Letter on the conditions of children in Pakistani prisons

7 December 1999

To the WSWS:

I refer to your reports of children sentenced to death in the United States. However, there are many other examples elsewhere. Pakistan is one of the main offenders in this matter.

There are over 50 children on death row in Pakistan, and though death sentences imposed on juveniles are usually commuted on appeal, Pakistan is one of the six countries in the world known to have executed juvenile offenders in the 1990s. There is a recent report on this matter published by the Human Rights Watch. The organisation, which has conducted a study on juvenile justice in Pakistan, has asked the Pakistan government to prohibit the death penalty for those under 18.

An earlier report by the organisation on violence against women, which was released in October, was dismissed by the Nawaz Sharif government as "baseless''. Children accused of committing criminal offences were routinely tortured by police and they spent many months, even years, in overcrowded jails waiting for their trials to conclude.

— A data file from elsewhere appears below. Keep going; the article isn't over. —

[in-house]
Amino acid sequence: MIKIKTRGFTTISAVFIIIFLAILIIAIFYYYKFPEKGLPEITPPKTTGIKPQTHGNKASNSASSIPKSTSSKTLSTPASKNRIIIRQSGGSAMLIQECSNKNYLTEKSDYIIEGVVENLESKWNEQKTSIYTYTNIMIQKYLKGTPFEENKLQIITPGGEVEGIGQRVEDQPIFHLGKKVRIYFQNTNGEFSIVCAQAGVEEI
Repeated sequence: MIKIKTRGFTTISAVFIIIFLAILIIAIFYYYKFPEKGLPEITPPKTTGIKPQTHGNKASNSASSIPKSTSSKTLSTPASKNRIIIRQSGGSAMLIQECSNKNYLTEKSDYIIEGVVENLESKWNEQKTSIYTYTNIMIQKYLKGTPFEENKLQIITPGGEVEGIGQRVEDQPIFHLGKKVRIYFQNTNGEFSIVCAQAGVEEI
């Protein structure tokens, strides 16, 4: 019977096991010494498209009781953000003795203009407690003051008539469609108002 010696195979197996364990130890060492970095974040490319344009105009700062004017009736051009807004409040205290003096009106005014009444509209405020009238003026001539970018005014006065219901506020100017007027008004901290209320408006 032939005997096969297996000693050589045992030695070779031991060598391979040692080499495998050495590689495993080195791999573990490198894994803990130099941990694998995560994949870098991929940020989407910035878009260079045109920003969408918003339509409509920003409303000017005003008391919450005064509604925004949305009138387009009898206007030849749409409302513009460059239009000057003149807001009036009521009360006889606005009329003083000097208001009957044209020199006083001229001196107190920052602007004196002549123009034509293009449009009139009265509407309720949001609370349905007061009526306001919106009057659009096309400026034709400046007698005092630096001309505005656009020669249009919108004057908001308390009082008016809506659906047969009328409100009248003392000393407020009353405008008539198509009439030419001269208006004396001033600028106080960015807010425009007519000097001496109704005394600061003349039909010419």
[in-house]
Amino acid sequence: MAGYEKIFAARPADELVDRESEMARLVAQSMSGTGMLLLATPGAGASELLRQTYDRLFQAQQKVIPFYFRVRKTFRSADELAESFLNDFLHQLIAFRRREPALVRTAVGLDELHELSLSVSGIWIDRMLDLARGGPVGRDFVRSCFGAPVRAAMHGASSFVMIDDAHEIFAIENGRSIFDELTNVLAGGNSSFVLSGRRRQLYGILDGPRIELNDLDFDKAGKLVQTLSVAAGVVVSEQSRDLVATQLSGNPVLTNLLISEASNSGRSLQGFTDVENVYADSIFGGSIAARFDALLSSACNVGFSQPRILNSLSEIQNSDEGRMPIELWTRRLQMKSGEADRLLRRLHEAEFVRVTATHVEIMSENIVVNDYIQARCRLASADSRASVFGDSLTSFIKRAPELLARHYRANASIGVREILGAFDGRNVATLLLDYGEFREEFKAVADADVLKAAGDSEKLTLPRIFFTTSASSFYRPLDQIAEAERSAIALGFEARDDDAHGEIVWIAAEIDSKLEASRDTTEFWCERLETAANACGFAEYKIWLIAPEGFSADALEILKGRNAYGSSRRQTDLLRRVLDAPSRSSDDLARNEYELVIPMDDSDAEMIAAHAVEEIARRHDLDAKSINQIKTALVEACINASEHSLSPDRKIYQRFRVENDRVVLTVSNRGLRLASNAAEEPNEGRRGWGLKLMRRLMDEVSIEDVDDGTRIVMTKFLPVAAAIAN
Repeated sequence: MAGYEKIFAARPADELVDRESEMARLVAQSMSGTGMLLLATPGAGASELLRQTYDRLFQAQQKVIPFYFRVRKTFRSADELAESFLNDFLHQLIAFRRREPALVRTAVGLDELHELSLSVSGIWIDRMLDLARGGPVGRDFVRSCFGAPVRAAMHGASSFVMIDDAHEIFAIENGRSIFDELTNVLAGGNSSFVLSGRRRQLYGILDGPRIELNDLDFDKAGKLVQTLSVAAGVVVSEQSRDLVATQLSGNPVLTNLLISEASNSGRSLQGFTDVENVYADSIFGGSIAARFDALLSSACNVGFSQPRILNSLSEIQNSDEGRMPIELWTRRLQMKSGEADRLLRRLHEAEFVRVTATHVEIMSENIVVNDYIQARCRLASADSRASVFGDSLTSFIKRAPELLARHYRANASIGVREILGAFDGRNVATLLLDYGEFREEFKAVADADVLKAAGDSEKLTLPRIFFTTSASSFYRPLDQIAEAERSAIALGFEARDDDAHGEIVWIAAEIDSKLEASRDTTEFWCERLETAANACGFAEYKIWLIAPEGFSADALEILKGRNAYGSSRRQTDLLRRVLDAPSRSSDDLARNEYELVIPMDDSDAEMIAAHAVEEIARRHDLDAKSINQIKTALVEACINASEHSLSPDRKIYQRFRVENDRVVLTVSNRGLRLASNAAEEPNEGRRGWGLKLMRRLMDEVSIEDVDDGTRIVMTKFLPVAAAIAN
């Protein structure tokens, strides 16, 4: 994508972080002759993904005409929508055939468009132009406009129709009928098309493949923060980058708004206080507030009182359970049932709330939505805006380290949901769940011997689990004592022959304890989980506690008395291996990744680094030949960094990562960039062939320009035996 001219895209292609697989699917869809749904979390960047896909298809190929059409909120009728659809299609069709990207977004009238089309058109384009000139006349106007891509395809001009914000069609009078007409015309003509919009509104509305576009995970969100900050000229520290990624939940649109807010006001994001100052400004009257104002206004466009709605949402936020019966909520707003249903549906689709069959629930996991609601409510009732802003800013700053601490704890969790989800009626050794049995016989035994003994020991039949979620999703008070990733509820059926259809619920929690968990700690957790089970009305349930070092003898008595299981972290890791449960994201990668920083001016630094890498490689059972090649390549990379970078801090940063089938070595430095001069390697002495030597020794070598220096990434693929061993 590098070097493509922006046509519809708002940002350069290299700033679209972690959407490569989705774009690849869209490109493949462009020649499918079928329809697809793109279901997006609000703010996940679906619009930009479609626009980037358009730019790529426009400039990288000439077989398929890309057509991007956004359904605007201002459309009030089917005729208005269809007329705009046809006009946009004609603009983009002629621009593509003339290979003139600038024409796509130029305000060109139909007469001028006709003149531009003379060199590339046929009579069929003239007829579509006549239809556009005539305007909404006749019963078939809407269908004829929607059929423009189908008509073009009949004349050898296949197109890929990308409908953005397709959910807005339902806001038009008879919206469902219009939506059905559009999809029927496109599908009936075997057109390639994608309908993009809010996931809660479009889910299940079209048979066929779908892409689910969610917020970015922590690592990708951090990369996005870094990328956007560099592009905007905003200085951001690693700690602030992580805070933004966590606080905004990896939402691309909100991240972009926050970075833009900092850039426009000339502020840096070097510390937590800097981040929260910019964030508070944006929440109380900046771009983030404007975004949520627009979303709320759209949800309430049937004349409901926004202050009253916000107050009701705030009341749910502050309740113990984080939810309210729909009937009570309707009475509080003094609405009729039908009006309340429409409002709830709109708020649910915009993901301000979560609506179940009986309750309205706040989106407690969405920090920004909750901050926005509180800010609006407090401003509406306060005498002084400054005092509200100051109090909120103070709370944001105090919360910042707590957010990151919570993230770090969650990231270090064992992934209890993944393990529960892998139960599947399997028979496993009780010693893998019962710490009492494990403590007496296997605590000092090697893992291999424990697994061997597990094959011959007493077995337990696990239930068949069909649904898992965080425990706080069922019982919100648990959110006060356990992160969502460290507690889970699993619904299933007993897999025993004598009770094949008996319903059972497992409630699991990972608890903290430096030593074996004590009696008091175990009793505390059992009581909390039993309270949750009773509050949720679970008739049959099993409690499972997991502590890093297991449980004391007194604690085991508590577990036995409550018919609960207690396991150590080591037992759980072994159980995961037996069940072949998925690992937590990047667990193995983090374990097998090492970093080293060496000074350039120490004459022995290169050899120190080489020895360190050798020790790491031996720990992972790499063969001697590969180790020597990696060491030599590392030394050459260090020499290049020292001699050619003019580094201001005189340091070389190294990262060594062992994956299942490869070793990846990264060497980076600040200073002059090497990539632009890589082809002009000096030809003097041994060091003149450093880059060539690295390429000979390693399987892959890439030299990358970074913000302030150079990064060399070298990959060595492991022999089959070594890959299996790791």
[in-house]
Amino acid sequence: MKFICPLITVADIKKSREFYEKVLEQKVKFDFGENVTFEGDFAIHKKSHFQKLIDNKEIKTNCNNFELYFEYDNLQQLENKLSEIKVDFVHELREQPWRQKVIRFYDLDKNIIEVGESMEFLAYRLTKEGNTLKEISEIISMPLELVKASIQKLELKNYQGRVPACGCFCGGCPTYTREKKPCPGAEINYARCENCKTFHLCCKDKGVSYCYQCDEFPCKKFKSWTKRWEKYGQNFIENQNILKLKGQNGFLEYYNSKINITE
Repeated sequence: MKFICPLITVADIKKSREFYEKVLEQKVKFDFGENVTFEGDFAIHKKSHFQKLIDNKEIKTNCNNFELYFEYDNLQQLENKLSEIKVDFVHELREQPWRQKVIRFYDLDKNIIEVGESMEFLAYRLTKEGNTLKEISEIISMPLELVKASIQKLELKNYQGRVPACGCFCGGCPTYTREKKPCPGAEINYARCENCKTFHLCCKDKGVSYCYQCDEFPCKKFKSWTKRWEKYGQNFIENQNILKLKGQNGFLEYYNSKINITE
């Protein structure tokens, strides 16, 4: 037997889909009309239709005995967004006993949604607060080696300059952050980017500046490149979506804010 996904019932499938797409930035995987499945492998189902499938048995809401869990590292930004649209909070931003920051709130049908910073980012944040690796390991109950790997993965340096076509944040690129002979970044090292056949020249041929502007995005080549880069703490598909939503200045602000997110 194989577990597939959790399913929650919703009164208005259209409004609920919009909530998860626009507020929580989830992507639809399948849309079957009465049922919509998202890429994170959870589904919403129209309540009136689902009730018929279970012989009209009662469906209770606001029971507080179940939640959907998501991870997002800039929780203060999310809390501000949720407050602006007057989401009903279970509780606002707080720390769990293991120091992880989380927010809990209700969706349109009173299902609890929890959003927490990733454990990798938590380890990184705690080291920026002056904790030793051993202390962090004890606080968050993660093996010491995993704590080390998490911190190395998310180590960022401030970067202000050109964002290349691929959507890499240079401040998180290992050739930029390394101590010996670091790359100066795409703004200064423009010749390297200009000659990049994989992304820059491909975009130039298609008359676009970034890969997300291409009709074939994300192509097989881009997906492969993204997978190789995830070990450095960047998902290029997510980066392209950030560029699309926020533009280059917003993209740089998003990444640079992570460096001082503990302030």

The treatment of children in the Pakistani prisons violated local laws as well. While the law required the police to bring arrested children before a court within 24 hours, in practice, the police did so after several weeks. Children are routinely beaten up and are made to share cells with adults. There were 3,700 children in Pakistani jails by the end 1997 and nearly 90 percent were awaiting a decision on their trials. Children were made to sleep without beds and in very basic conditions. There are also reports of sexual abuse of children by guards and cellmates while there is no system of redressal. There are also no vocational and educational facilities in jails to cater to children.

The Human Rights Watch has made recommendations to the government to give children facilities according to the International Conventions on Children. However, many religious groups have attacked the New York-based organisation as being a "Zionist-funded body'' that pursues an "anti-Pakistan agenda''. Independent lawyers, however, have confirmed the findings of the organisation.

Sincerely,

DB

Japan

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